University of Illinois at Chicago
ROTTIER-THESIS-2020.pdf (444.12 kB)

Facilitators and Barriers of Autistic Students’ Experiences: An Exploratory Thematic Analysis

Download (444.12 kB)
posted on 2020-08-01, 00:00 authored by Helen Rottier
Autistic and neurodivergent students are graduating from high school and entering postsecondary education at increasing rates; it is estimated that 1-2% of all postsecondary students in the US meet criteria for autism, and even more have other neurodivergent conditions like attention deficit hyperactivity disorder (ADHD), learning disabilities, and psychiatric disabilities. This growing student population has unique needs, challenges, and experiences in higher education. Increasingly, colleges and universities are offering disability services and other dedicated supports to meet the needs of autistic and neurodivergent students. However, most of the research on these students’ experiences comes from the perspective of parents, educators, administrators, and other professionals, rather than from the students themselves. Additionally, most research focuses on deficits and challenges, with little research exploring positive aspects of campus life for disabled students. This thesis centers student perspectives on strategies to promote success and satisfaction in higher education. Responses were collected from a national online survey of enrolled autistic and neurodivergent students across the United States conducted in 2019. The survey included qualitative questions on positive and negative aspects of students’ college life. Using thematic analysis, I identified facilitators, barriers, and resources that impact neurodivergent students’ experiences. Key facilitators included opportunities for exploration and personal growth and relationships with mentors, peers, and communities, while key barriers included disability-related discrimination, mental health, and socialization. Accommodations emerged as both a facilitator and barrier. Students also reported using academic support resources more frequently and effectively than specific disability resources. This research has implications for student support programs, especially accommodations and disability services, and can be used to direct students toward effective resources and strategies for navigating higher education.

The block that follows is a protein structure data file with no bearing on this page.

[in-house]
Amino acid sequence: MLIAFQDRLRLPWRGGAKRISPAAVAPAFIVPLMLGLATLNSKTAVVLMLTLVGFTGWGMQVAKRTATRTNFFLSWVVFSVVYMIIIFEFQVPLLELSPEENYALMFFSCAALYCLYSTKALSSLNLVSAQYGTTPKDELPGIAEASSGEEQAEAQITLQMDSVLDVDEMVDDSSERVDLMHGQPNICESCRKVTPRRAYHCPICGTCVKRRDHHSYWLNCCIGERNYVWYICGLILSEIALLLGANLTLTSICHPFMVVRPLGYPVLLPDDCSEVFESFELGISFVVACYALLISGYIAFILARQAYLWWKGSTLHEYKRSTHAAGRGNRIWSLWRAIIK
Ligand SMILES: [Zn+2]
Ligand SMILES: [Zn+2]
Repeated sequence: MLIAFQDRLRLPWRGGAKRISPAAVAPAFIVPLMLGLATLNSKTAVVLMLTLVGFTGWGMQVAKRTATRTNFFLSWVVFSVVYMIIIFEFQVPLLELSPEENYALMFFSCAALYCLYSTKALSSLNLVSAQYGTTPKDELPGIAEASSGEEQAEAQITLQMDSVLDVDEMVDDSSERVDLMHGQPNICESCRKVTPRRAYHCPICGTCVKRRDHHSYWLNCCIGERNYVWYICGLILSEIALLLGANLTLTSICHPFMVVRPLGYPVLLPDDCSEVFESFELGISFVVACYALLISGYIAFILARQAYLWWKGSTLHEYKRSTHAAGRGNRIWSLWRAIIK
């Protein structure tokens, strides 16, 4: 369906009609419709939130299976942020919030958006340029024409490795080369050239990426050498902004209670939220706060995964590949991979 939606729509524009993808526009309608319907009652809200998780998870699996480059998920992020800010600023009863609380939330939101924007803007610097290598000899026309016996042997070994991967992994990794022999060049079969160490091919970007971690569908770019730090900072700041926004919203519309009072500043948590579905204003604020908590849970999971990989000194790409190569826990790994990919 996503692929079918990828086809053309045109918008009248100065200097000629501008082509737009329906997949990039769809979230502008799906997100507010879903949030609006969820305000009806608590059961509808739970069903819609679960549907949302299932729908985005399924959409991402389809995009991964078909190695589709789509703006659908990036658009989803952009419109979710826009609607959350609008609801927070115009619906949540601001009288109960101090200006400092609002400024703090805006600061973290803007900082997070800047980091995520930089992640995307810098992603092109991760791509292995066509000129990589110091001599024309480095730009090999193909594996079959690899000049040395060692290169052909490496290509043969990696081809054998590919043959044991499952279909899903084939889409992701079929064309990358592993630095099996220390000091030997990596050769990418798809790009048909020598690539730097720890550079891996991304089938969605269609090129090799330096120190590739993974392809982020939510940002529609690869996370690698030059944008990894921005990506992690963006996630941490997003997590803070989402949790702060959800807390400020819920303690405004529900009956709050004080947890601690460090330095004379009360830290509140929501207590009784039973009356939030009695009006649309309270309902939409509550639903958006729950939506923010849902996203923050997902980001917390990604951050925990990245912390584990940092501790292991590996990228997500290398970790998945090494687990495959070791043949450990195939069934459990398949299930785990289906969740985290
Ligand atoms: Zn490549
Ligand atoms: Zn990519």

Heller, Tamar


Heller, Tamar


Disability and Human Development

Degree Grantor

University of Illinois at Chicago

Degree Level

  • Masters

Degree name

MS, Master of Science

Committee Member

Acharya, Kruti Gernsbacher, Morton

Submitted date

August 2020

Thesis type



  • en

Usage metrics


    No categories selected


    Ref. manager